The typical PACS doesn’t always cut it when it comes to nuclear medicine. Mainstream medical imaging technologies have not been designed to handle nuclear medicine’s unique demands, proprietary protocols, or programs, which make them incompatible with radiology PACS. Hospitals nationwide are finding they have to explore new options when it comes to needs such as display functionality to support nuclear medicine studies. Some nuclear medicine departments have invested in pioneering nuclear medicine solutions or interfaced to radiology department PACS, while others prefer an enterprise-wide, integrated solution.
Nuclear medicine requires specific display capabilities, such as grayscale or color, functional, quantitative and fusion data. Static displays just won’t do for dynamic nuclear medicine studies, planar gated studies, SPECT, PET or PET/CT. PET/CT image review involves viewing of transaxial, coronal and sagittal and maximum intensity projection (MIP) images. For that, physicians need a separate solution to translate data among different file formats.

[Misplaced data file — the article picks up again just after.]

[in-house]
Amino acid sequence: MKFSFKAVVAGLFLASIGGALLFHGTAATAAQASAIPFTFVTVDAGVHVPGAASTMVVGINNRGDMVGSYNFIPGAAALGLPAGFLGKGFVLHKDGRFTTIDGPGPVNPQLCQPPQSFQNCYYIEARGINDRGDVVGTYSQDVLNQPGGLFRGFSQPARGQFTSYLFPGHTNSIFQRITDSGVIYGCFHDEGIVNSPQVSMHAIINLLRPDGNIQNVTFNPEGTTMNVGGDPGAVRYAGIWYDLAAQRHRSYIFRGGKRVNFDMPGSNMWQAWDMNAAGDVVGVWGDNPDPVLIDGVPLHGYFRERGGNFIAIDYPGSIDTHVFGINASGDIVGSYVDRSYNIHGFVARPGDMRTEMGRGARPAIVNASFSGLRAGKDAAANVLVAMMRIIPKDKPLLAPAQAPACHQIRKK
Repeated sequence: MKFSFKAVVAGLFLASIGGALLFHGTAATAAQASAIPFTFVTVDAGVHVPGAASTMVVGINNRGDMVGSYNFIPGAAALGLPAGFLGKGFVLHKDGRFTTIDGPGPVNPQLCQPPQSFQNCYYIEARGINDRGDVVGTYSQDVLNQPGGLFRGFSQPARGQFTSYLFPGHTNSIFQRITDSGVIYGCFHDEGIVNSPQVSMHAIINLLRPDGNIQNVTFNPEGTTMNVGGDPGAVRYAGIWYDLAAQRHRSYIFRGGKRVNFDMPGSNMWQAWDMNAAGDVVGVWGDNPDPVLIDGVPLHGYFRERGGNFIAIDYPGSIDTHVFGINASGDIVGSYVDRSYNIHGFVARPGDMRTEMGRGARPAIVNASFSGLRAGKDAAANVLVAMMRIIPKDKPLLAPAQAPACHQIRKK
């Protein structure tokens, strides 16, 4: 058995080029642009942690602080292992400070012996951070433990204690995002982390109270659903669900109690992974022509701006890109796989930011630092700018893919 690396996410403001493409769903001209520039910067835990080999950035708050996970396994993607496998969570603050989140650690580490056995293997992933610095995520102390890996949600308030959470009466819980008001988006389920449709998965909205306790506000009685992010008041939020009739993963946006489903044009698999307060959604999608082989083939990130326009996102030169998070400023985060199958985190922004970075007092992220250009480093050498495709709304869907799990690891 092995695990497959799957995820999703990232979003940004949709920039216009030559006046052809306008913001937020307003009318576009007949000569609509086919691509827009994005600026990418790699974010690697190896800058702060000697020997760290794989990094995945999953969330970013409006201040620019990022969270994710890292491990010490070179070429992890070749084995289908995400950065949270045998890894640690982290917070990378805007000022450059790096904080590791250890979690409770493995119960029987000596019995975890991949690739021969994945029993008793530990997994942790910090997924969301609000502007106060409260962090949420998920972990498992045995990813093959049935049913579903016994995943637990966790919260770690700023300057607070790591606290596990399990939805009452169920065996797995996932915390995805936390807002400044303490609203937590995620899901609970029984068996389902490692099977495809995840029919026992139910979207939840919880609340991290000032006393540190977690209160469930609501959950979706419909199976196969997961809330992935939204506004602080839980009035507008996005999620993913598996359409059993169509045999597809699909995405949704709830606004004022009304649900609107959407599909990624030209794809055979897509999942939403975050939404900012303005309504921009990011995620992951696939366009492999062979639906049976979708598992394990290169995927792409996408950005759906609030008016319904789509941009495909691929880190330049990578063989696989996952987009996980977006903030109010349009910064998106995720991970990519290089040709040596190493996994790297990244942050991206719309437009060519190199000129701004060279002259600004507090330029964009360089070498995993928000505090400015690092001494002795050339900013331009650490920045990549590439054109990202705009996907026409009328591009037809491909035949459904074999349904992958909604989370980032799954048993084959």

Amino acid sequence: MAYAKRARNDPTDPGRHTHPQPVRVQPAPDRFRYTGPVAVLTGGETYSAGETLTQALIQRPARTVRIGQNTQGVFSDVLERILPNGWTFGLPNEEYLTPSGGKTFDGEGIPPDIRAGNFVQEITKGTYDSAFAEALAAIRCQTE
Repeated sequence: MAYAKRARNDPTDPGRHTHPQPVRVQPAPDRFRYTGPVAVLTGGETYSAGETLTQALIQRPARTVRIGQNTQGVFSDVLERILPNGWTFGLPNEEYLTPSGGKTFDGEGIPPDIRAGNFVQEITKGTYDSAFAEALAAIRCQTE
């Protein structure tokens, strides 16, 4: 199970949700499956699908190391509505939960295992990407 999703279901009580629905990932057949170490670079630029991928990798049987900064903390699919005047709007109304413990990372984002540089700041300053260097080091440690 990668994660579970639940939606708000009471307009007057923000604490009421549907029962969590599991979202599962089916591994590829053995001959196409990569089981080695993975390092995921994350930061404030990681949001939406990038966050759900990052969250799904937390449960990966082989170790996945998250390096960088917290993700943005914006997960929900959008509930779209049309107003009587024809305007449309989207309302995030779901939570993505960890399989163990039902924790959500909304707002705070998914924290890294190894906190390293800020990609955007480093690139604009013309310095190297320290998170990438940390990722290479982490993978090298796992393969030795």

Nuclear medicine departments across the country have integrated new image management models that facilitate nuclear medicine data flow to benefit department and enterprise workflow.
Solution for all needs
The University of Miami Hospital and Clinics (UMHC) in Miami, Fla., house a total of 120 beds, and conduct approximately 6,000 nuclear medicine procedures each year. UMHC has used Thinking Systems Corp.’s ThinkingPACS for image management in nuclear medicine since 2002. The system includes an MDStation for physicians to perform review of images, quantifications, and image fusion; a QC station for the technologists; and an archive system for archiving all the nuclear medicine images, including SPECT and PET/CT. The ThinkingPACS sends all the images to the radiology RIS-PACS, a GE Healthcare/IDX ImageCast for enterprise-wide access and archival.
UMHC has two ADAC Genesys dual-head SPECT cameras, one Philips Medical Systems Skylight dual-head SPECT camera, and a Philips Gemini PET/CT scanner. ThinkingPACS receives the image data from the SPECT cameras and the PET/CT scanner through proprietary and DICOM connectivity for the purpose of processing, quantification, display and review using the MDStation, and also for archiving.